Class and caste are two phenomena of social stratification which offer many features in common not only in their origin but also in their development and function. Both are agencies of social mobility and selection in as much as they decide largely the position that a man occupies in society.
The word ‘caste’ is used in everyday life and we use it to distinguish one person from another. We say that such and such person belongs to a particular caste. In saying it we generally mean to convey that he is born of such parents or is a member of the family, said to belong to a particular caste. In this way caste is a hereditary group. In biology this word is used only for descent or heredity. But this definition is inadequate for the purposes of sociology since it requires a more comprehensive and clear definition. Caste may be defined as a hereditary endogamous group which decides the individual’s status in the social stratification and his profession etc.
Modern thinkers consider it best to enumerate the features of caste in defining it. The following are the predominating characteristics of caste.
1. Determination by birth: The membership of caste is determined by birth. A person remains the member of the caste into which he is born and his membership does not undergo any change even if changes take place in his status, occupation, education, wealth etc.
2. Rules and regulations concerning food: Each individual caste has its own laws which govern the food habits of its members. Generally there are no restrictions against fruit, milk, butter etc. but kachcha food (bread etc.) can be accepted only from a member of one’s own or of a higher caste.
3. Definite occupation: In the Hindu scriptures there is a mention of the occupation of all castes. According to Manu the functions, of the Brahmin, Kshatriya, Vaishya and Sudras were definite. The functions of the Brahmin were to study, teach, guide and perform religious rituals and to give and receive alms, that of the Kshatriya to study, perform religious rituals, give alms, punish the evil and to go to war; that of the Vaishya to study, perform religious rituals, give alms, work in agriculture, trade and animal husbandry; that of Sudra to do menial work for all the other castes. Having developed from Varna system the occupations in caste system are definite. In Hindu society even today in most cases the son of a cobbler pursues the occupation of his father; the son of a carpenter becomes a carpenter.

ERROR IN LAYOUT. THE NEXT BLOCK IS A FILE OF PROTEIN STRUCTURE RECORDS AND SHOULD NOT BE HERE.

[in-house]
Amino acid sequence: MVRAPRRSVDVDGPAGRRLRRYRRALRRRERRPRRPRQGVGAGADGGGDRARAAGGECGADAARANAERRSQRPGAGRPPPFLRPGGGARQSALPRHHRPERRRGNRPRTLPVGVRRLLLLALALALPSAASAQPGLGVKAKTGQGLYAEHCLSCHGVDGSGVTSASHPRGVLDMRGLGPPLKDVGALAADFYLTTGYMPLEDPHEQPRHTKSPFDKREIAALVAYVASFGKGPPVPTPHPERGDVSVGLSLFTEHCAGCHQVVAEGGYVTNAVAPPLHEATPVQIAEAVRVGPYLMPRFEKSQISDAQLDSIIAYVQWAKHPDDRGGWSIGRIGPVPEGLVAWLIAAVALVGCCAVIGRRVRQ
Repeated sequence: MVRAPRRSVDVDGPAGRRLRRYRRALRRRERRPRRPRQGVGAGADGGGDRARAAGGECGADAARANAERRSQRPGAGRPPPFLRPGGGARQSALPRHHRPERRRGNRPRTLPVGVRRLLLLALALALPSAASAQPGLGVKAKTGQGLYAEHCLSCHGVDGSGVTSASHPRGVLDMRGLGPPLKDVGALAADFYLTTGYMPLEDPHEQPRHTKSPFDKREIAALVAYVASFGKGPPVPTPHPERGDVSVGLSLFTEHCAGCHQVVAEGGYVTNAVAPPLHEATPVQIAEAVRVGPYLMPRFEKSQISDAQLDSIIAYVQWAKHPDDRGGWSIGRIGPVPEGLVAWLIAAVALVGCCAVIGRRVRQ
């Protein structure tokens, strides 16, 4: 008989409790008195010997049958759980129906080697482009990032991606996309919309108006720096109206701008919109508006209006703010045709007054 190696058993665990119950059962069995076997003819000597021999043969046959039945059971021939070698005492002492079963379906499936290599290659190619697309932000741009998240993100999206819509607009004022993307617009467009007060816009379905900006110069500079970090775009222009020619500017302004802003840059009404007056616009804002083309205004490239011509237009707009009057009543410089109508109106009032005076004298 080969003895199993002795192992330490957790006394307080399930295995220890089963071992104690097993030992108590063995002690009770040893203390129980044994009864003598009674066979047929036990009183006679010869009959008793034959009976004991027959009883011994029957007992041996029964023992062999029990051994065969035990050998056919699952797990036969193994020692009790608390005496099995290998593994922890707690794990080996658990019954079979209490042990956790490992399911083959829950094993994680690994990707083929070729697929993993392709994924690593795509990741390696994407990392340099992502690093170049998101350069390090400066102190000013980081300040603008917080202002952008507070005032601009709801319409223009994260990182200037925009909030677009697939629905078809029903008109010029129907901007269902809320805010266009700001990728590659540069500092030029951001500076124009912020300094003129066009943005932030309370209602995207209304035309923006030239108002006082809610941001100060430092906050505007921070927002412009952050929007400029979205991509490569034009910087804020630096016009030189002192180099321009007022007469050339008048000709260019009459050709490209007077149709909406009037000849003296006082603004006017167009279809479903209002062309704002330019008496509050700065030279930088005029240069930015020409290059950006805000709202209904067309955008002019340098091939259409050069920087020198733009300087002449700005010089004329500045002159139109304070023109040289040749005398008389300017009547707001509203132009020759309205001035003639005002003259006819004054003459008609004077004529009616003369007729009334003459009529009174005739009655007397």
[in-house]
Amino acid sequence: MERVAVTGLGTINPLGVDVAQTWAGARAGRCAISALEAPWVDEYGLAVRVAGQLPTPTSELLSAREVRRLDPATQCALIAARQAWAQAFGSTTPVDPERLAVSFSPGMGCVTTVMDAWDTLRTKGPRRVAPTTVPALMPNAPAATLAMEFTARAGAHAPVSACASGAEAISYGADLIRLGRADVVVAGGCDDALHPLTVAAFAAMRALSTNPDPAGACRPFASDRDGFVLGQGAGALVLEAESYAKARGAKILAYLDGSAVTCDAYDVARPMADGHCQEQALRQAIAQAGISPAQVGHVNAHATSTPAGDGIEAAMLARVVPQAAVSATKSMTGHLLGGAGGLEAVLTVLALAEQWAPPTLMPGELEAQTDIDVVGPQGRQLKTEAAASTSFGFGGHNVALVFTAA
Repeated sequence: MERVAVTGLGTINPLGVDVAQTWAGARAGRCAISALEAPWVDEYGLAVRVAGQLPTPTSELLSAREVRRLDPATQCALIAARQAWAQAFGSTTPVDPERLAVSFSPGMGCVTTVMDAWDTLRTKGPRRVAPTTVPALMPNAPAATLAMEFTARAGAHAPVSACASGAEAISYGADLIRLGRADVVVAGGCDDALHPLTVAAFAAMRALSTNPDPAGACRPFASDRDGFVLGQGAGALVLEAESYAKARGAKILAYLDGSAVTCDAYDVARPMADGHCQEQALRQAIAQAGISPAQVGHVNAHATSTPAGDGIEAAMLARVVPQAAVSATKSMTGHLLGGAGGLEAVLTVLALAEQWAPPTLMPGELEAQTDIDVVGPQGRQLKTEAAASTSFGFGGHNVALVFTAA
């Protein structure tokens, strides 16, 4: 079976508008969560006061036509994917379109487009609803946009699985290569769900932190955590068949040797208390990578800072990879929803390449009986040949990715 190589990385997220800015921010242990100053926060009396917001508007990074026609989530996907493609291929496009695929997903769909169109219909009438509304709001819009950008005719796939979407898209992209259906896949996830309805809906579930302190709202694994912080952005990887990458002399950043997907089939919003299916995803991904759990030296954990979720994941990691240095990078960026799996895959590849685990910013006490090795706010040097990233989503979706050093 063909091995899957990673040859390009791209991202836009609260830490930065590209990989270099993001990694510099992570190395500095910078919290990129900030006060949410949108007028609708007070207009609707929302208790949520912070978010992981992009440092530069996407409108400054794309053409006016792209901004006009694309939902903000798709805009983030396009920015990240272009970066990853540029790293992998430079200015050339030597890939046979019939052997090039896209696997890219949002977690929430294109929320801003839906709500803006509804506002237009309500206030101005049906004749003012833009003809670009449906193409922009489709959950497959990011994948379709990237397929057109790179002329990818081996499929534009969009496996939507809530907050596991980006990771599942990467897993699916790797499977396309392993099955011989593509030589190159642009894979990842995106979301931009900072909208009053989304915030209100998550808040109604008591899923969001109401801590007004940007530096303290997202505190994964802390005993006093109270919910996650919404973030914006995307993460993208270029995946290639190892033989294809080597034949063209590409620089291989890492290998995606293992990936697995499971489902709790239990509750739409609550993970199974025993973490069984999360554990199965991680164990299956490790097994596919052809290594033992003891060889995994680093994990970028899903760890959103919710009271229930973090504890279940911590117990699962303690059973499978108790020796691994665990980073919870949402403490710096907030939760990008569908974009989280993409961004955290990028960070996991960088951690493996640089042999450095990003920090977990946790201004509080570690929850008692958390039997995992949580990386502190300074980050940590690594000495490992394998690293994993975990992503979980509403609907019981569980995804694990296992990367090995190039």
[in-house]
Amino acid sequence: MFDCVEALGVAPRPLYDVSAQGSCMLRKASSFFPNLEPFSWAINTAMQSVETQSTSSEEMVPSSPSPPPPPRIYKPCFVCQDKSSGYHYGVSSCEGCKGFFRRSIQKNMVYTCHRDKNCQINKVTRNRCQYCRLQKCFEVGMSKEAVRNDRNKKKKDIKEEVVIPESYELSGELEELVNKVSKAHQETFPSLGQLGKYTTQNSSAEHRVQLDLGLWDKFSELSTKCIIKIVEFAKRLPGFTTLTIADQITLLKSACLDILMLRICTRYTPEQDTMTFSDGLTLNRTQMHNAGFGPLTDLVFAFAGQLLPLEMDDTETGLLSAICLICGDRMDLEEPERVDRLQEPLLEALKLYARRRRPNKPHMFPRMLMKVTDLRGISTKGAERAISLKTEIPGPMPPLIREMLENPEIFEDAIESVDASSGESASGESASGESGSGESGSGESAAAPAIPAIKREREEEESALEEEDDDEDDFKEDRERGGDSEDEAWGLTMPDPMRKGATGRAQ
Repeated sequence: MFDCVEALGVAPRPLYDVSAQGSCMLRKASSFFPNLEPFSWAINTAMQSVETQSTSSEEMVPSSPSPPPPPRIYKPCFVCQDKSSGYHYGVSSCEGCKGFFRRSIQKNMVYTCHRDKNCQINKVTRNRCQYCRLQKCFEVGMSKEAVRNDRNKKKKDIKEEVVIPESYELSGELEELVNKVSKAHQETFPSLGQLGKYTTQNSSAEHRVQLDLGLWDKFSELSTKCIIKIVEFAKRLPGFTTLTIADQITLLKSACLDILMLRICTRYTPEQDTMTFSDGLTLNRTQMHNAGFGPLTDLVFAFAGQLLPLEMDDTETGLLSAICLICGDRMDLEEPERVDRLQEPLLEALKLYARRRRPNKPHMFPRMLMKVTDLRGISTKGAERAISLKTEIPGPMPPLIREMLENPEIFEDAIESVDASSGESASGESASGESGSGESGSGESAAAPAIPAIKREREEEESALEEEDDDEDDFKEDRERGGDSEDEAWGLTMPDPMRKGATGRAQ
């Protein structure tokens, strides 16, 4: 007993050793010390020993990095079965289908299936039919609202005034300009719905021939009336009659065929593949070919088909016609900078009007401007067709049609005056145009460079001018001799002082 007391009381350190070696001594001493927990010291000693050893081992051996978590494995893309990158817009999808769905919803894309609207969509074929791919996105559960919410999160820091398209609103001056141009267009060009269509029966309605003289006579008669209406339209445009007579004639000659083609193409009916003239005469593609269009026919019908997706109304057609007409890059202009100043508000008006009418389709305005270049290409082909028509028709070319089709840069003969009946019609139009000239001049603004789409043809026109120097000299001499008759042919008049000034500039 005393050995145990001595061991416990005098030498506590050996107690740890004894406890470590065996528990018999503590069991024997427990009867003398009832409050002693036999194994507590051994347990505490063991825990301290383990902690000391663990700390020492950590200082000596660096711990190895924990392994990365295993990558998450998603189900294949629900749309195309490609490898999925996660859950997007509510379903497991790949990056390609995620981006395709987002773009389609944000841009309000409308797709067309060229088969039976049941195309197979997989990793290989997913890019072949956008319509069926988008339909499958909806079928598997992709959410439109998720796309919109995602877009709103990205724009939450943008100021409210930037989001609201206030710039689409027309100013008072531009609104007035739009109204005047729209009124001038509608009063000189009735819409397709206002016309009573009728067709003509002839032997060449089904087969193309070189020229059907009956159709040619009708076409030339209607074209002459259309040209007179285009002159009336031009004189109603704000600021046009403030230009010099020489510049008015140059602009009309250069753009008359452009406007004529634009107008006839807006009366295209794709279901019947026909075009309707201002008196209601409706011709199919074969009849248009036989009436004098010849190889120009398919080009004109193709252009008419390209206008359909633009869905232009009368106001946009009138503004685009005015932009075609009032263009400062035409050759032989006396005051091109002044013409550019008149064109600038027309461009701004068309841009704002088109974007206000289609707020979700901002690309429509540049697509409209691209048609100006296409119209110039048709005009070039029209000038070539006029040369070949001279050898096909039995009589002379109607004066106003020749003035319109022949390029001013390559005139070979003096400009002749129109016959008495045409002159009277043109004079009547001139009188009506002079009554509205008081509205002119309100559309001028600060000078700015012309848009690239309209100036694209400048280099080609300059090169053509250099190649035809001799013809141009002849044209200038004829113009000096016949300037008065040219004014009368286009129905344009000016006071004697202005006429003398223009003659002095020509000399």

4. Endogamous group: The majority of persons marry only within their own caste. Brahmin, Kshatriya, Vaishya and Sudra all marry within their respective castes; Hindu community does not approve inter-caste marriage even now.
5. Rules concerning status and touchability: The various castes in the Hindu social organisation are divided into a hierarchy of ascent and descent one above the other. In this hierarchy the Brahmins have the highest and the untouchables the lowest position. The sense of superiority among the Brahmin is much exaggerated and manifests in the South.
The stringent observation of the system of untouchability has resulted in some low castes of the Hindu society being called untouchables who were consequently forbidden to make use of places of worship, cremation grounds, educational institutions, public roads and hotels etc. and were disallowed from living in the cities.
6. Authority: The last feature of caste worth considering is the existence within it of an organ wielding a varying degree of authority which compels obedience from caste members. In the high castes it is public opinion which exercises this control over its members, though in modern times this may be eluded. In most cases the authority invested in a board called the panchayat which is supposed to be composed of five members, but in fact there are many more social groups who meet whenever its decisions are needed.